The hospice nurse sat with Ann’s husband, Ben. Ann was resting quietly as the increased dosage of IV pain medication gradually reached its therapeutic level. Ben turned his head and slowly turned, looking out the room’s only window. As he glanced up, a small flicker of light caught his breath. It was a shooting star. A tear fell from the corner of his eye and he turned to Ann. The nurse sensed that something significant to Ann and Ben was unfolding. Shuffling to Ann’s bedside, he took her small fragile hand in his. These hands had rocked cradles, burped babies, and groomed the horses she loved to ride. Gently holding her hand, he turned to the nurse. “She would ride like the wind was chasing her.” Looking back to Ann his voice broke; choking back tears “Ann, Ann I saw Jessie…Jessie is calling.” Ben turned “Jessie was our daughter. She died having a baby that was too big. When she died it was a pitch-black night. Cold, so cold, the baby died too, a little boy, named him Abe, Jr. after Jessie’s husband. I took Ann outside so she could cry to God above and there in this dark sky we saw two falling stars…together…just falling. We knew it had to be Jessie and Abe…two angels to light up the night.” Ben turned back as a deep sigh escaped from Ann’s lips. A soft smile remained as she joined Jessie and Abe.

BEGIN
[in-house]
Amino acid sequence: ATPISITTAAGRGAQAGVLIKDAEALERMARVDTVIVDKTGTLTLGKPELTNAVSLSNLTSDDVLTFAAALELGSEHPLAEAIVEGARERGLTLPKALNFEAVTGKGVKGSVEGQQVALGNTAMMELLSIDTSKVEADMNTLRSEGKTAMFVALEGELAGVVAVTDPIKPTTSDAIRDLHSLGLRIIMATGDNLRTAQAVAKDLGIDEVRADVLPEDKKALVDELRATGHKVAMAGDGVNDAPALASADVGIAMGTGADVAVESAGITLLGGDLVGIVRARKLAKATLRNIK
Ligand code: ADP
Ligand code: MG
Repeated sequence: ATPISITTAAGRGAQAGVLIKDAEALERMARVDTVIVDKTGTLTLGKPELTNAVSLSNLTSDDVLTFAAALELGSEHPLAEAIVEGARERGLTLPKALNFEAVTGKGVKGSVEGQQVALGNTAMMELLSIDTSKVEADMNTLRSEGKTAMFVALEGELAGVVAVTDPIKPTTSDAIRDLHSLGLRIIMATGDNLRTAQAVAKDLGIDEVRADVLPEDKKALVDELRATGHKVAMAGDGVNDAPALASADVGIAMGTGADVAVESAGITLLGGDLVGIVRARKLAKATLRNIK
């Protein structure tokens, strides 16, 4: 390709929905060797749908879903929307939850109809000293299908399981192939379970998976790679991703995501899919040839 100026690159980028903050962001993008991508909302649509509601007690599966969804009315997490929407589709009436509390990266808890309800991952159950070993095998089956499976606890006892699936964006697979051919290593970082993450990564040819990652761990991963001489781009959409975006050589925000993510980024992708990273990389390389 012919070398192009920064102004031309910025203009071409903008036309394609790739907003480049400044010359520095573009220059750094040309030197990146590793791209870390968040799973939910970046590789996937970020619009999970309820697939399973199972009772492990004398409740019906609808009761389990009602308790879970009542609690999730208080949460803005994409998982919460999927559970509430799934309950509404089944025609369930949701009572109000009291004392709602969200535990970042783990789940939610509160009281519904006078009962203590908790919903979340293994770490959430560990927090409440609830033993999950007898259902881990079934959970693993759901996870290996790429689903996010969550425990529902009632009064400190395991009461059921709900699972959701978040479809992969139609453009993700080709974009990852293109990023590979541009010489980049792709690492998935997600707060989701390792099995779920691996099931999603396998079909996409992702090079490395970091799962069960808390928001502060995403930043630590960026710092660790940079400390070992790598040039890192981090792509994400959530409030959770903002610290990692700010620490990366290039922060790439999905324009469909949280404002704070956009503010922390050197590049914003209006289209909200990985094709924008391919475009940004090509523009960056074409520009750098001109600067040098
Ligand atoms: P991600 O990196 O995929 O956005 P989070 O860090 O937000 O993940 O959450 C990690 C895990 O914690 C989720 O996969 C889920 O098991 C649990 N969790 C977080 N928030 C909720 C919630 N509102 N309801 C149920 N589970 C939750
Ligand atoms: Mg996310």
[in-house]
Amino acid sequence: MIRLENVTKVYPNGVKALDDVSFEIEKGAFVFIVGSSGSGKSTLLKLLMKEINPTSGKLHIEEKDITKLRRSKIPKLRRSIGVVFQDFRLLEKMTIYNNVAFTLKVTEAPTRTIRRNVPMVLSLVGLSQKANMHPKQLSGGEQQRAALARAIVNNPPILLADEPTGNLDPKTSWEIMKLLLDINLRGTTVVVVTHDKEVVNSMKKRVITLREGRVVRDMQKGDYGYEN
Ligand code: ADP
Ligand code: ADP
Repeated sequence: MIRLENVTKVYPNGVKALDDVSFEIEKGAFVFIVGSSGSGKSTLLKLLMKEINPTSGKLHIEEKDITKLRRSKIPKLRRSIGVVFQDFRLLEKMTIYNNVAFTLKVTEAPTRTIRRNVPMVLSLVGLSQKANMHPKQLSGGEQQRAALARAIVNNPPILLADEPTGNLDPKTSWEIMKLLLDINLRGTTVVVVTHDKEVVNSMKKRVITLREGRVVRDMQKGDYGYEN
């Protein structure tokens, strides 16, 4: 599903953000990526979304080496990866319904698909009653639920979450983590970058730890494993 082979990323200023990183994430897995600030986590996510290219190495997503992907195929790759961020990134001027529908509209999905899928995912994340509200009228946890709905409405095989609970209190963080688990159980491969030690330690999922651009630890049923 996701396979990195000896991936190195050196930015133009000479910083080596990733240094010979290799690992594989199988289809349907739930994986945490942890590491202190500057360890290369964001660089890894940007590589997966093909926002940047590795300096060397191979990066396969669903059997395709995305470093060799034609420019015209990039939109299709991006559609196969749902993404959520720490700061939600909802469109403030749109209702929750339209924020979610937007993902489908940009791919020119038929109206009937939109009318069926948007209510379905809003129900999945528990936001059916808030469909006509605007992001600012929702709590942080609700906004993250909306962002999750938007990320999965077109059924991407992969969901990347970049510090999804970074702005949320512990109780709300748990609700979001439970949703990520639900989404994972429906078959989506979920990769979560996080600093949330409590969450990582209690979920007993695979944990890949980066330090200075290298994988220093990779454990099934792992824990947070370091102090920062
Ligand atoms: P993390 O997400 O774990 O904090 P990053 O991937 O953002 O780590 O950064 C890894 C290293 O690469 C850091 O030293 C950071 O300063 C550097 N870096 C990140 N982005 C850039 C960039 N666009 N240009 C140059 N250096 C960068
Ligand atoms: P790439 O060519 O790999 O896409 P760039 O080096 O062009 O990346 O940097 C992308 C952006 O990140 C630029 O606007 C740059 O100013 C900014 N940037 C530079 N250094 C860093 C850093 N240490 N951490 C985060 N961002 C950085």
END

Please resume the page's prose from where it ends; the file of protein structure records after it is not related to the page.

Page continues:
- Based on this case study how would the nurse actualize Parse’s theory of Human Becoming?
- What are characteristics of a human becoming nurse? What are strengths and weaknesses to this theory of nursing?
- What challenges exist for healthcare institutions to switch to this nursing approach?
- How might Parse’s understanding of transcendence guide the nurse, as Ann’s death became a reality to Ben?